Meeting of G7 health ministers
Limiting the use of antibiotics worldwide
Disease does not stop at borders any more than resistant bacteria. The key topics at the meeting of G7 health ministers in Berlin were thus joint measures to tackle antimicrobial resistance and the lessons learned from the Ebola epidemic.
Source: picture alliance / dpa
"This sets a strong sign for a global health policy," summed up Federal Health Minister Hermann Gröhe following the meeting of G7 health ministers. "Only joint international efforts can effectively protect people, in Germany too, from multidrug-resistant bacteria and transnational epidemics. That is why it is good that we G7 health ministers are now pooling our forces to forge ahead in the fight against global health threats," he said at the close of the two-day consultations.
Acting together to fight antimicrobial resistance
The G7 health ministers agreed that antibiotics should only be given for therapeutic purposes following individual diagnosis. In future, antibiotics are to be prescription drugs everywhere. This will help limit the use of antibiotics both in human and in veterinary medicine. The ministers also agreed to put in place a global network of antibiotic experts and to foster research into and the licensing of new antibiotics.
Federal Health Minister Hermann Gröhe sees the worsening problem of antimicrobial resistance as a "dramatic and insidious danger". "700,000 people die every year as a result of resistant bacteria," said Hermann Gröhe. The costs of antimicrobial resistance in the OECD are thought to be of the order of 1.5 billion euros a year. By 2050 this figure could rise to a total of 2.9 trillion US dollars, if no action is taken to counter the trend, he warned.
At the Schloss Elmau summit on 8 June, the G7 leaders decided to draw up and implement national action plans to tackle antimicrobial resistance. The G7 agrees that these must be based on the "One Health" approach, since resistance adversely affects both animals and humans, as the same antibiotics are used for both. The German government is already implementing its German Antimicrobial Resistance Strategy (DART).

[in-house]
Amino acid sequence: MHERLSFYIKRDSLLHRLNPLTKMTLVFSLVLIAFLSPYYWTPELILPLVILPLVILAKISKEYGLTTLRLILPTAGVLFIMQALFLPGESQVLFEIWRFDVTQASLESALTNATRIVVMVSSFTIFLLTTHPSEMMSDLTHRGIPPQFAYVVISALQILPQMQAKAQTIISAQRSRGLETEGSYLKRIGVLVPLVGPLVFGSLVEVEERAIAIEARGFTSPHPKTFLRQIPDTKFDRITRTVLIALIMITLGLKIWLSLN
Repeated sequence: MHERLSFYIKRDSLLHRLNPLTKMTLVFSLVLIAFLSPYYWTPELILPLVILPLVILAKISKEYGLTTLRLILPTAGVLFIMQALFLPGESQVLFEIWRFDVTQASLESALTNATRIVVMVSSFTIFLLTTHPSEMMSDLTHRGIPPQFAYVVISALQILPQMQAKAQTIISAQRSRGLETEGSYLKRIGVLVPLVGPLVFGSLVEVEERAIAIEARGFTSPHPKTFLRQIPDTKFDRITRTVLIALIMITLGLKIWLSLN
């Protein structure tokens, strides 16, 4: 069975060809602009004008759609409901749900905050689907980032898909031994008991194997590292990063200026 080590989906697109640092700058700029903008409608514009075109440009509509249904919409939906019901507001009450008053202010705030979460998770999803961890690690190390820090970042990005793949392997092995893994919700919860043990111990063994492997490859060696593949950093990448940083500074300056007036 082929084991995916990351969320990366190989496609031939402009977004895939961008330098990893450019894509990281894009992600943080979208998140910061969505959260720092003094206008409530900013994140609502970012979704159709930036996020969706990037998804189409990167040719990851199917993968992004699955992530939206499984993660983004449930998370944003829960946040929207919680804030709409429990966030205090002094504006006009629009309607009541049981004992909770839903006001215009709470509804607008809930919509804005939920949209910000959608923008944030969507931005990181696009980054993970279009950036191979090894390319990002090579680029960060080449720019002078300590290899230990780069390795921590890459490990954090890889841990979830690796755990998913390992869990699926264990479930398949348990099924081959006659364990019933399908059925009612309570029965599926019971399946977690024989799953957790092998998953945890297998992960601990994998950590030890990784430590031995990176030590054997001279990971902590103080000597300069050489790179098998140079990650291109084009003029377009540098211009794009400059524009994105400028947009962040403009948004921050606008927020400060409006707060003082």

Fighting disease, improving vaccination coverage
The G7 want to act together to fight poverty-related and neglected tropical diseases. At Schloss Elmau the heads of state and government of the G7 states agreed to step up research and preventive work so as to eradicate these diseases by 2020. More than 1.4 billion people suffer worldwide, and many lives are lost every year as a result of these diseases.
It is no accident that the G7 ministers of science met parallel to the health ministers in Berlin, explained Federal Research Minister Johanna Wanka. In the field of health research there is close consultation and collaboration.
One point on the agenda of the G7 science ministers was thus how to improve the health situation in developing countries. The ministers decided to extend the G7’s research into the entire group of neglected, poverty-related infectious diseases. The group embraces more than 25 infectious diseases, including malaria, HIV and tuberculosis, as well as diarrhoeal diseases, trypanosomiasis or African sleeping sickness, and dengue fever.
Although a lot of research has already been conducted, said Johanna Wanka, what is now needed is an analysis of precisely what has already been researched and where there are gaps. In future the ministers intend to coordinate their efforts to promote research.
Supporting health systems
The Ebola epidemic effectively demonstrated that only properly functioning health systems can rapidly identify and effectively fight health risks. Health systems on the ground must then be strengthened. The G7 has pledged its support in this.
Germany will help train staff in other countries, to enable them to manage health emergencies. A rapid response team consisting of epidemiologists and laboratory experts will also be established, which is to provide support with diagnosis and disease control on the ground at the first sign of an outbreak. The programme is to be launched in 2016 with initial funding of four million euros, and is to run for five years.
Germany put three health issues on the agenda of its G7 Presidency: What lessons can be learned from the Ebola epidemic? How can we fight poverty-related tropical diseases? How can we stem worsening antimicrobial resistance? The G7 states are the USA, the United Kingdom, France, Italy, Japan, Canada and Germany.
Friday, 09 October 2015